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Utilities Must Deal Effectively with Railroads when Planning to Construct Electric Transmission Lines

Utilities Must Deal Effectively with Railroads when Planning to Construct Electric Transmission Lines


   Subject Matter Expert:
   
Salvatore Falcone: FalconeSJ@bv.com

Utilities Must Deal Effectively with Railroads when
Planning to Construct Electric Transmission Lines

By Salvatore Falcone, Black & Veatch

When it comes to bureaucracies, railroad companies operate in their own regulatory environment. They make their own rules regarding the issuance of permits for electric transmission line crossings of railroad tracks, immune from any statutory deadlines or political influences to act on these requests. Many a construction project has been delayed waiting on approval from a railroad company. There is usually no choice but for the transmission line to cross railroad tracks; it is only a question of where – and how long and how much effort it will take to obtain the railroad’s approval.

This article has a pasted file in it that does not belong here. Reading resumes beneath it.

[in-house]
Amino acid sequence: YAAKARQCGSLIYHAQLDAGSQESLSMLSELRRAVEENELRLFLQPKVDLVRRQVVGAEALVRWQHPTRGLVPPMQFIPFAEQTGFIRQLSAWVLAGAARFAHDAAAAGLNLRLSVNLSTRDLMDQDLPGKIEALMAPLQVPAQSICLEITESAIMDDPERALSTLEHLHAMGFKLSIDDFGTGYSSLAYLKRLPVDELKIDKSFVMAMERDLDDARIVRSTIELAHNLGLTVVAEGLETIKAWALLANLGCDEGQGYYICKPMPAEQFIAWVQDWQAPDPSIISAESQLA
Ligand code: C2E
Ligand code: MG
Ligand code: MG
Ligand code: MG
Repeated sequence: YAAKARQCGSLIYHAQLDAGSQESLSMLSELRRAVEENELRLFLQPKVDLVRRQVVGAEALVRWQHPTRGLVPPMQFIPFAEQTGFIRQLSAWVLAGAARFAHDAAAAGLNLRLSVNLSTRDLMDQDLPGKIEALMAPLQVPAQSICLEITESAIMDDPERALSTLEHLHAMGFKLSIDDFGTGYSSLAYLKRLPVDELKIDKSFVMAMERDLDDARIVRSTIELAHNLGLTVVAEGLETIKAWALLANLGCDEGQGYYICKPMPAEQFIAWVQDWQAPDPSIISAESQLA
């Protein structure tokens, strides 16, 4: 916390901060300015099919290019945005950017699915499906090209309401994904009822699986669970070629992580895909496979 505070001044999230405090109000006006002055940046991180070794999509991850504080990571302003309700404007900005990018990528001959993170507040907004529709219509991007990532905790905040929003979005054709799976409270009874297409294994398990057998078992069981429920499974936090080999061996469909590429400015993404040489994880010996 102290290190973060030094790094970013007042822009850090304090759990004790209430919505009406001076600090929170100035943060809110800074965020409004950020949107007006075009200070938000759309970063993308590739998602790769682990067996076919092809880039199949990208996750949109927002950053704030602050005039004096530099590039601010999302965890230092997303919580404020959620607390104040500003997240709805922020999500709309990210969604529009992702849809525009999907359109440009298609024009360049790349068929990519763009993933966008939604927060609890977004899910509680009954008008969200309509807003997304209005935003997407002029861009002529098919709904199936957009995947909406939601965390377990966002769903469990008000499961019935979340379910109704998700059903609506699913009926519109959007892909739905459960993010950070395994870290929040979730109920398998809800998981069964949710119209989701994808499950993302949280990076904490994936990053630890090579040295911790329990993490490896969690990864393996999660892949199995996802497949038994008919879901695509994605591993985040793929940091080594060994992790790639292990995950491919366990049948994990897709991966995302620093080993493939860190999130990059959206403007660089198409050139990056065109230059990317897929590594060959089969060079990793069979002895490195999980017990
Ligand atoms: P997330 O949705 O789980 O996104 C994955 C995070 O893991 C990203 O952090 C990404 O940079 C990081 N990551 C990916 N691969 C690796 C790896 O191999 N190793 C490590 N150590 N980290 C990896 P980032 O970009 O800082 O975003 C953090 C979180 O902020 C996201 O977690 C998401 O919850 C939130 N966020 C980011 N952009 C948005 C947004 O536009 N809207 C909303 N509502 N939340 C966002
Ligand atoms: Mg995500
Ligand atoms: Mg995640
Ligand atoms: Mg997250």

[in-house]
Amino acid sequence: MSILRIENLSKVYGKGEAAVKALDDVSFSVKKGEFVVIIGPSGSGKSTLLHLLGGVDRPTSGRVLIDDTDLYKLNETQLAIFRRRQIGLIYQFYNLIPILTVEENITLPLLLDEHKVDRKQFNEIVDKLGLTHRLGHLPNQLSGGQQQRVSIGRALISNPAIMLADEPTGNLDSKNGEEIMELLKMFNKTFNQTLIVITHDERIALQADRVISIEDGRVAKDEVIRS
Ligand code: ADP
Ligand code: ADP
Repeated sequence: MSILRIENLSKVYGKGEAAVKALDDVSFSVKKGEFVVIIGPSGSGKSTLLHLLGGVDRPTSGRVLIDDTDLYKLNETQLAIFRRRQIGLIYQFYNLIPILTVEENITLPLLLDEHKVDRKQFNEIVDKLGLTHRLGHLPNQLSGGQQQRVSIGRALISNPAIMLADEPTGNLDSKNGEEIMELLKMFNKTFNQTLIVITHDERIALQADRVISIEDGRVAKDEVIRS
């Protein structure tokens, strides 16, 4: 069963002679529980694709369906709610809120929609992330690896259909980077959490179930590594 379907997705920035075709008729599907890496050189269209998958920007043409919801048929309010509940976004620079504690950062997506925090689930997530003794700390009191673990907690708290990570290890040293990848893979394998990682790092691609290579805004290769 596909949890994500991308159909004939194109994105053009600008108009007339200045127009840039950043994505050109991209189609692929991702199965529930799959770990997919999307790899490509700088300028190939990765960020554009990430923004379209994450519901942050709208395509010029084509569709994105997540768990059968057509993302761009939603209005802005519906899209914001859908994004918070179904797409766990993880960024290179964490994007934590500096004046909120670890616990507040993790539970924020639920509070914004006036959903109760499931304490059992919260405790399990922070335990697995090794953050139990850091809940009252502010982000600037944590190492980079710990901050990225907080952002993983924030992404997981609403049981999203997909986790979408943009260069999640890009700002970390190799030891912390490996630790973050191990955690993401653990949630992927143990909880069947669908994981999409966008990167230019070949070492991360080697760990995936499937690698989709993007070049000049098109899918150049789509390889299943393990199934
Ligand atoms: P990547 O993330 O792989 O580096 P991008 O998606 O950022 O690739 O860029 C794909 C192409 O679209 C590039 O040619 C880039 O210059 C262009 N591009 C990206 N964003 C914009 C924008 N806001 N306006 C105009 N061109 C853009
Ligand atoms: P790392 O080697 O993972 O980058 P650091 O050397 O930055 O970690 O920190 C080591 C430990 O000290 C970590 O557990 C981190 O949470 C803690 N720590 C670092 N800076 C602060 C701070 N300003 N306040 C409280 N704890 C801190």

Early Planning

The time to start permitting a transmission line crossing is the day after the project begins. While many forms of infrastructure – highways, roads, pipelines, and other transmission lines to name a few – may need to be spanned in a project, permitting wireline crossings of privately owned railroad tracks usually takes longer than all the rest. Durations of several months are common, with some approvals taking more than a year. Therefore, the permitting portion of construction schedules should allow adequate time for obtaining these permits.

The first order of business is to contact the railroad company and establish a channel of communication with the person who is responsible for processing permit applications. It also pays to anticipate all other related project activities because different staff may need to be involved to handle those applications. For example, if construction requires moving heavy equipment across the tracks, the current road crossing may be inadequate structurally and will need to be improved – which will likely require a separate permit. Tree and brush clearing in the railroad right-of-way may also be required by North American Electric Reliability Corporation (NERC) reliability standards where the proposed transmission line will parallel the tracks and the poles are located close to the railroad right-of-way – yet another approval.